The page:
In 1996, I gave a paper at the XI International AIDS Conference, held in Vancouver. It was about the effective use of narrative to engage audiences with stories of positive people, but it could have been about anything, really. In the context of that conference, at least for those of us in developed countries with access to healthcare, there was only one finding that really counted.
After the crushing disappointment of the Concorde trial, and the peak in deaths through the early 1990s, early evidence of the sustained effectiveness of combination therapy was news everyone wanted to hear. I got to the key session early and obtained a premium seat on the floor in the corridor just outside the doors of the already packed room.
It wasn’t, in truth, new news – I was taking a triple combination at the time, as I recall. But it was a very public confirmation that we’d turned a corner, and it was worth sticking to the adherence schedule and putting up with side effects for what looked like a long-term gain.
I was President of NAPWA at that time, and we’d already started engaging positive people around their health promotions needs, through the Positive Information and Education (PIE) project. People around the country shared their concerns and issues. While news of emerging combination therapies and their effectiveness was already in circulation, people appeared preoccupied with a range of other issues – disclosure, prevention, health maintenance and so on.
Nonetheless, treatments education was on the agenda. Travelling the country in 1997 to promote the NAPWA/AFAO ‘HIV Tests and Treatments – New and Improved!’ resource I was taken aback by some reactions. Looking back over this period, the response to what we now know was game-changing good news, seems like a chaotic mix of disbelief, optimism, cynicism, elation and even fear. At a stall on Oxford Street, I was told by a few people that the promise of new treatments was empty. “I took AZT and it didn’t work, it’s all rubbish,” said one. A group called Iris (the Virus) was established. The group’s main message seemed to be that treatments were poison and learning to love and live with one’s virus was the way to go. This wasn’t only an Australian phenomenon – ACT UP Golden Gate and a group in the UK were also ardent spruikers of a ‘gay men’s genocide/poisoning’ narrative in relation to treatments. Peter Blazey, a prominent journalist, also railed against the evils of Western medicine in the pages for the community press.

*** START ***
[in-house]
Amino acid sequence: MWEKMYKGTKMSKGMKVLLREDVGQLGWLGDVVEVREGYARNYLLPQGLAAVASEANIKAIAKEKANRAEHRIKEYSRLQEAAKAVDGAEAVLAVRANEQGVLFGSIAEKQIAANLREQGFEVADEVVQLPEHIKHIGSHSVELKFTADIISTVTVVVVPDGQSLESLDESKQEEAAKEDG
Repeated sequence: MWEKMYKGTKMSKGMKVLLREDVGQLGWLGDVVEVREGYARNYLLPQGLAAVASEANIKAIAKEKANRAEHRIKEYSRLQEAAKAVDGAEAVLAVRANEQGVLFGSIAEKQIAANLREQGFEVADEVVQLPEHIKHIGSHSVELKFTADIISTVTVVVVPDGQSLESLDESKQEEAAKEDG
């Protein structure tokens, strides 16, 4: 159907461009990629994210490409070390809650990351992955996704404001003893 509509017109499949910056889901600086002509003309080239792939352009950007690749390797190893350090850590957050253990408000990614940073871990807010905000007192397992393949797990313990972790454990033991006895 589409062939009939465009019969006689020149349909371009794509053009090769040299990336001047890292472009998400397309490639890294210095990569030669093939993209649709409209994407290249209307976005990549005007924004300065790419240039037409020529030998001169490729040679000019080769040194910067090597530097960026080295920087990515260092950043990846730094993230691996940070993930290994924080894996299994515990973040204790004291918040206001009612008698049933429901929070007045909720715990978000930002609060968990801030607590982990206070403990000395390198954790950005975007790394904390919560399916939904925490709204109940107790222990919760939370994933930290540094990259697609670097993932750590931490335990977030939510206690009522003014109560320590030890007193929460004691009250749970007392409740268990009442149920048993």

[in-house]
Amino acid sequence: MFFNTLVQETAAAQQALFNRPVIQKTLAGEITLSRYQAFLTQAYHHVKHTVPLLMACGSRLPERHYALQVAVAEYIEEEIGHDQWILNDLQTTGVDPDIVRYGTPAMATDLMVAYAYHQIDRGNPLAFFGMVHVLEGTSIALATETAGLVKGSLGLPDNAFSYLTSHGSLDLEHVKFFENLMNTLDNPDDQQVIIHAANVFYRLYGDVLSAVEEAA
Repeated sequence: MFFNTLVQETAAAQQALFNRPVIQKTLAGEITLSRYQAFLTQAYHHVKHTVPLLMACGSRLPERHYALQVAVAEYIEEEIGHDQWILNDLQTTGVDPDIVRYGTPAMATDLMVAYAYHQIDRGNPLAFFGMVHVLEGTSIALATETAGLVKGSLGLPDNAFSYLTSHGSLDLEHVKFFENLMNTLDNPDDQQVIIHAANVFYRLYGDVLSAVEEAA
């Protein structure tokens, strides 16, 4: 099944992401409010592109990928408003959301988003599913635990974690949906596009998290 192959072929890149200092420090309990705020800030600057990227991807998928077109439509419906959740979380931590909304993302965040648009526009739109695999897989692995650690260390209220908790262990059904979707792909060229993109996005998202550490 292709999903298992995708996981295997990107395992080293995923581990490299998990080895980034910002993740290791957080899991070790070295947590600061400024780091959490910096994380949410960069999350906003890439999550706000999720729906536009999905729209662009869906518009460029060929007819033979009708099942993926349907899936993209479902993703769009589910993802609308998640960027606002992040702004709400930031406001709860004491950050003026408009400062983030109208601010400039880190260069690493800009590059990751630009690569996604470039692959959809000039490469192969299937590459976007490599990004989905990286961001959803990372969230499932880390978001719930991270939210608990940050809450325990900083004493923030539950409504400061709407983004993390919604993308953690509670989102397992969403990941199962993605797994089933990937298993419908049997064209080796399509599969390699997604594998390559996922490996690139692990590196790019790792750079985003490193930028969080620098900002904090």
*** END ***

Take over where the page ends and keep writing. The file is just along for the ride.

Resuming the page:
I guess many people remained cynical and wary after the ‘failure’ of single-agent therapies, which was conclusively demonstrated at the 1993 Berlin conference. Maybe the gap between peak deaths (in Sydney around 1994 and 1995) and the good news was too short for many people to recover from the anger, grief and loss of the early ‘90s. There was a lot of passion, a lot of tensions around positive ‘ownerships’ of AIDS Council programs, and everyone was emotionally invested in the meaning of treatments, one way or the other.
At the other end of the scale, some treatments optimists had little time for the social dimensions of new treatments. Ross Duffin and I gave a session at an AFAO meeting where we suggested service providers needed to plan for helping get people back in the workforce, recover from disabilities and wounds of years of illness, and find a way back into life in the absence of their previous social networks. Some days later, a prominent community journalist accused us, in an article in the Sydney Star Observer, of being in love with death and the epidemic.
Given what everyone had just come through in the preceding years, we shouldn’t be surprised at this mix of reactions. The promise of combination therapy was delivered on, for Australians at least, and newer and better drugs spilled out of the pipeline. But that wasn’t necessarily visible from the vantage point of 1996. Just as now, it was a time of speculation. By 1999, however, there were enough stories – and clear evidence – of lives clutched back from gloomy prognoses and being lived with joy and vigour that most people accepted the promise was being fulfilled.
Through Our Eyes: Thirty years of people living with HIV responding to the HIV and AIDS epidemics in Australia, John Rule (Editor), p 76-77, published by the National Association of People with HIV Australia (NAPWHA) 2014.